Well, I have been a bad little blogger. I have been busy and out of fresh ideas lately. I guess it is that thing they call “writer’s block.”
I have been lovin’ the football season. I have been pleasantly surprised by what the Gators have been doing this year. Seeing the Seminoles choke to NC State and then the Bulldogs get their tails spanked by old coach Steve Spurrier was fun.
My house has been full of sick people lately. Two kids and the wife with fever, cough, etc. Just picture the scene from the movie Outbreak when they walk into a room and everyone is lying around moaning and acting like death warmed over. I had to have a repairman over to the house, and he nearly went running out of the house in fear for his life. Everyone is better now, thank goodness.
A new patient came in. Let’s call him Frank. He came in for a second opinion on a crown that was done at another office. You know the tone of voice and certain words they say when they are unhappy and blame the other dentist for something. I always tread lightly with these situations, especially if I know the previous dentist has a good reputation and does good work. I addressed his issue and he seemed happy. He asked how he could get established and get a cleaning. I informed him that the front desk would be more than happy to assist him with his request.
We have a new patient policy. At our office all adult patients must see the doctor first for a comprehensive exam and proper diagnostic radiographs. We typically like a full mouth series, unless we suspect third molar issues (then it is a panograph and bite wings). According to Florida state law, prior to being seen by a hygienist, a patient must have an exam by the dentist to authorize by indirect supervision prophylaxis or other hygiene services. As a military man, I follow the rules. I know many offices let new patients schedule right into hygiene. But from my understanding, this is not allowed.
What is not very clear in Florida dental law is the requirement for radiographs. It is a grey area. What it says and how all the attorneys I have spoken with interpret it can vary. The attorneys say that the Florida Board of Dentistry and Florida law do not strictly mandate the need for radiographs, however, it is viewed as normal and customary to have radiographs to review as part of a thorough and complete exam. It is a general liability issue as well. So, in a few words, the law says, “You need to take darn x-rays!”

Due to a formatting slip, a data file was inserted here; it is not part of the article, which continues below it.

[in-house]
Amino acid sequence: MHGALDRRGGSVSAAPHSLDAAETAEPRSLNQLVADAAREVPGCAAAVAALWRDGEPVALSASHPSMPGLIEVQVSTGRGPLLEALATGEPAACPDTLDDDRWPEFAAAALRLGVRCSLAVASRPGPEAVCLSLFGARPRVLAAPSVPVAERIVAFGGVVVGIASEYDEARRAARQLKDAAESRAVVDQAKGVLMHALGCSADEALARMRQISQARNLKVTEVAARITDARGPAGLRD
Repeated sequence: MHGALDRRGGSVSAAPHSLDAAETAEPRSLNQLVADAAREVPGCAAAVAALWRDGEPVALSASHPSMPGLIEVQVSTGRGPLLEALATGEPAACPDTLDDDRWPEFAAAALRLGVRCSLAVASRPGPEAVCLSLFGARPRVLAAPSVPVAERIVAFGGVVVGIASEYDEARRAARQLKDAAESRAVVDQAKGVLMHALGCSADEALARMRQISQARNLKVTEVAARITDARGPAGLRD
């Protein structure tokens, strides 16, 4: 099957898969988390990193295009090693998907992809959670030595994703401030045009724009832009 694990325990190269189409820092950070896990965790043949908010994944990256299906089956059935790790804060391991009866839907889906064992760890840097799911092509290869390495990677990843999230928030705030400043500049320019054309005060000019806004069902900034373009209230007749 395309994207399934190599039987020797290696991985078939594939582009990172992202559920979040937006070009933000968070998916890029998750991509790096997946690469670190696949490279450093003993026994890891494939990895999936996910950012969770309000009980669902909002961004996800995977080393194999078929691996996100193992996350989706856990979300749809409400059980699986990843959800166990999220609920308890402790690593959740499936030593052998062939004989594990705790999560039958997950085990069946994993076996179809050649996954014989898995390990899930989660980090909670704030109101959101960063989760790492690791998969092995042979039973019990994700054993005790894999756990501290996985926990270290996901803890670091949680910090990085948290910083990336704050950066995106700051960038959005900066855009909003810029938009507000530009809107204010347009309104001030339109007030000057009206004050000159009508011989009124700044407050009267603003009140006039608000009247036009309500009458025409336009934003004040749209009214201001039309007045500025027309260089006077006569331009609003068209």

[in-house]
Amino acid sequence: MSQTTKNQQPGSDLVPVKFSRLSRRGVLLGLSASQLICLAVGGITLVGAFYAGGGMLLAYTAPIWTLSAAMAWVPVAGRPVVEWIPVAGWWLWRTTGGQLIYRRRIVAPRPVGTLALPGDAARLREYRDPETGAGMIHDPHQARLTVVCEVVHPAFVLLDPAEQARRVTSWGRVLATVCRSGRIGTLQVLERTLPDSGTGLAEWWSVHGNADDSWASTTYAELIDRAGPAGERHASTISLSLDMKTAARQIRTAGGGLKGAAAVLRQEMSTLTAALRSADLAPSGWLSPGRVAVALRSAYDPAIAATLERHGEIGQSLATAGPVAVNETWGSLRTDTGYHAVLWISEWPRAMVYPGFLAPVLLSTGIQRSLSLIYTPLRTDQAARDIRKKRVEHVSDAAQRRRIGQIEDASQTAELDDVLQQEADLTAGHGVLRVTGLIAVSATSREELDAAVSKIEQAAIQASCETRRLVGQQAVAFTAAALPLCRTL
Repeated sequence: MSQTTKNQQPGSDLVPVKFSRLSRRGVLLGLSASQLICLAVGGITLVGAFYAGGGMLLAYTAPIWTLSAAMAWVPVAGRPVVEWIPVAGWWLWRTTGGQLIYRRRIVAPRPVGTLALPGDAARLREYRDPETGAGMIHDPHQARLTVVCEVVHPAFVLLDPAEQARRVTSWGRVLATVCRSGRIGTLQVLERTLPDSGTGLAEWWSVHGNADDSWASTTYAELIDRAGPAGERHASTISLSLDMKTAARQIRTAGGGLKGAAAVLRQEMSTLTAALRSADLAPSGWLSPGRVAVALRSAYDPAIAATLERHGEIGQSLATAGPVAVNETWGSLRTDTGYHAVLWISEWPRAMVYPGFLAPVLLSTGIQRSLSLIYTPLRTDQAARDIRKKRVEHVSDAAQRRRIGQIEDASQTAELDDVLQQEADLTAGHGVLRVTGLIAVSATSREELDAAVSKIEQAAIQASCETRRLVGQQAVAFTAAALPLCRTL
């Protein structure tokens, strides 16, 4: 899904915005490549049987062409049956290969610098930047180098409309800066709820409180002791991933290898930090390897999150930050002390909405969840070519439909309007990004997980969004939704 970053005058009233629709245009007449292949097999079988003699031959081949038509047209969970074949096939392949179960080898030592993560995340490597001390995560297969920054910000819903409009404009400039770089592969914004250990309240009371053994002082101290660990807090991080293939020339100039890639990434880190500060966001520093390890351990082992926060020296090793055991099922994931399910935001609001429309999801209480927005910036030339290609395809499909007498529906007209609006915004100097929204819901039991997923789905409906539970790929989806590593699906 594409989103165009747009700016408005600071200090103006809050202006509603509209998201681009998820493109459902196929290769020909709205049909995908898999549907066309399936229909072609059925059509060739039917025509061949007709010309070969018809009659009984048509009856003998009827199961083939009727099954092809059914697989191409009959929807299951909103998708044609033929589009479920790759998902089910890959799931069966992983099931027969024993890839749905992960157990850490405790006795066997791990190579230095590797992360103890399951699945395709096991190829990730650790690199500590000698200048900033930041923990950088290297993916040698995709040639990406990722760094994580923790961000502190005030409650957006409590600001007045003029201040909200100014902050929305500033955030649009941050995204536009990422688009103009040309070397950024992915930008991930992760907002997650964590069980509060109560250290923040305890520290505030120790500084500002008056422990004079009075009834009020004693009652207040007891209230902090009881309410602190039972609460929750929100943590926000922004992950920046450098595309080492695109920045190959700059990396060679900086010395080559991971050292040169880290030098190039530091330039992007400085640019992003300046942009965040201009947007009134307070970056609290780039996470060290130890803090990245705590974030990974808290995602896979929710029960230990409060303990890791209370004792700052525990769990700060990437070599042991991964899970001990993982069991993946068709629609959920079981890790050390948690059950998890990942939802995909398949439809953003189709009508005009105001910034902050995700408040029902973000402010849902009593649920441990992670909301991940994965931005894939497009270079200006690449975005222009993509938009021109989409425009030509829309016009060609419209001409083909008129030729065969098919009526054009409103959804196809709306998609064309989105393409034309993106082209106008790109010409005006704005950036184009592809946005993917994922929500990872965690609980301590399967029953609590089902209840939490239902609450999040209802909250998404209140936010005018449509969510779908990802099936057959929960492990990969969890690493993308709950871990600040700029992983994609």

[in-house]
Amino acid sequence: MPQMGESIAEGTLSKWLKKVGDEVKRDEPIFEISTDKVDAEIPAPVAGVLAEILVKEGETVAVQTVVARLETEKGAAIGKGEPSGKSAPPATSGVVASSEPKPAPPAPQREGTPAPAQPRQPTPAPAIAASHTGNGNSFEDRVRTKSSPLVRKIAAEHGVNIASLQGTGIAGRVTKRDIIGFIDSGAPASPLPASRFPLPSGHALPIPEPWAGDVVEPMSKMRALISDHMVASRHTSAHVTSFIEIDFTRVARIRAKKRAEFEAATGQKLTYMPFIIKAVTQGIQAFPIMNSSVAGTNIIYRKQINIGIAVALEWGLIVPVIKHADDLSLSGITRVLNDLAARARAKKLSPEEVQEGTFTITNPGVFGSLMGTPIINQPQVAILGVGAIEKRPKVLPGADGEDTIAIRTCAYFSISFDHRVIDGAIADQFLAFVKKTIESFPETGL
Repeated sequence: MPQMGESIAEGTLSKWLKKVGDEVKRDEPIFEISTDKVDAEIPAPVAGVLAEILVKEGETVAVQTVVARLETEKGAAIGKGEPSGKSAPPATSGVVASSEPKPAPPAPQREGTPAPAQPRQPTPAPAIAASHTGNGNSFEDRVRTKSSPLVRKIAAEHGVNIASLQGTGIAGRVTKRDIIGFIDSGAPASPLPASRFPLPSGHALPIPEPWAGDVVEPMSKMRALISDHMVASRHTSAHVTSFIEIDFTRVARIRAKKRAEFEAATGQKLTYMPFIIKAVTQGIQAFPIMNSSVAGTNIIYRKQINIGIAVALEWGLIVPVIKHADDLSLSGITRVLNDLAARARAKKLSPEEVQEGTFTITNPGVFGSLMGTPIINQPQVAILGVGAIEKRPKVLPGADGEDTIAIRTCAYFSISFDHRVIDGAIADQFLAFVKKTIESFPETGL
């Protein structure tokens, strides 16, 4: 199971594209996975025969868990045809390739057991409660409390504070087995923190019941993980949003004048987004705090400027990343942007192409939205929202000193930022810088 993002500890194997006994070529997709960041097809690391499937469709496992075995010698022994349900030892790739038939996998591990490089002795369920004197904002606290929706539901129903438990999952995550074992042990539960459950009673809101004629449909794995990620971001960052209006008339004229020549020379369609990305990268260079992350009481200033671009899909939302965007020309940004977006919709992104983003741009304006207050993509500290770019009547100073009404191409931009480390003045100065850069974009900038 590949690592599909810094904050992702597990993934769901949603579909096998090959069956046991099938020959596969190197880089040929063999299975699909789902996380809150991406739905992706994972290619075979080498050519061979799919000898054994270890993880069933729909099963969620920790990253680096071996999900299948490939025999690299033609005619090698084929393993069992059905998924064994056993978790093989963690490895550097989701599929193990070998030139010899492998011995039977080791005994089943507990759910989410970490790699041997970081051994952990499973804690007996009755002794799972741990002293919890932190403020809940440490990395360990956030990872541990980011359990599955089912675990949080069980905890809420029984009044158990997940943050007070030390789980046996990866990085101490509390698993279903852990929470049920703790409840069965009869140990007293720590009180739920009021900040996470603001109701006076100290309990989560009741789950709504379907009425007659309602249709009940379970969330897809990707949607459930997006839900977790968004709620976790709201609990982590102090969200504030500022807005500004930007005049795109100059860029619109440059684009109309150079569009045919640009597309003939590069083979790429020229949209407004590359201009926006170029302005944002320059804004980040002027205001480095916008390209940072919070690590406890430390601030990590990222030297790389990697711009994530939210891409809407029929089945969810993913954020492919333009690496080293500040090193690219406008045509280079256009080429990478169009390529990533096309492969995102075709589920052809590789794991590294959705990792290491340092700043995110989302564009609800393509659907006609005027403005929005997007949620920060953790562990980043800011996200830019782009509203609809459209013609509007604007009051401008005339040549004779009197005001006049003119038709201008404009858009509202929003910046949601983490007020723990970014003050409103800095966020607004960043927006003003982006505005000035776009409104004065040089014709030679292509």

A few weeks had gone by when one of our hygienists noticed Frank on my schedule and on her schedule immediately after for a prophylaxis. The note in the appointment stated that the patient did not want any x-rays. My hygienist knew this would not go over well with me. She called the patient several hours prior to the appointment to inform him that radiographs would be needed.
Boom! Frank exploded, ranting about how he should not have to take x-rays and his other dentist did not take x-rays. He asked why we would need to take them, and my staff told him it is required by law; he called us liars and asked if we were saying his other dentist was breaking the law. [No, but maybe he wasn’t very thorough if he never consulted radiographs]. Frank went on to say that if we would not give him a cleaning without x-rays, then he use the internet and tell everyone that we “suck.” Then he hung up.
My office manager called him back to try to explain again. She offered to fax over a position paper from the Board of Dentistry that explains why x-rays are needed. Frank would not hear anything about it. Instead, he just went on and on. The office manager listened patiently before she asked, “Sir, can I say one last thing?” She told him that we are sorry we cannot help him, but if we discover that his making or writing libelous or slanderous statements about our office, he would be held responsible. Goodbye!”
Today, a discharge letter and the position paper info sheet on radiographs are being sent to Frank.
How else do you deal with this type of character? I know there is no way I want to treat this person after this encounter. We strive to meet people’s needs and desires, but this was a no-win situation. What else could we have done? I know my staff is not rude or hostile to patients. I just do not see how this could have been avoided. Any ideas?
Have a good week,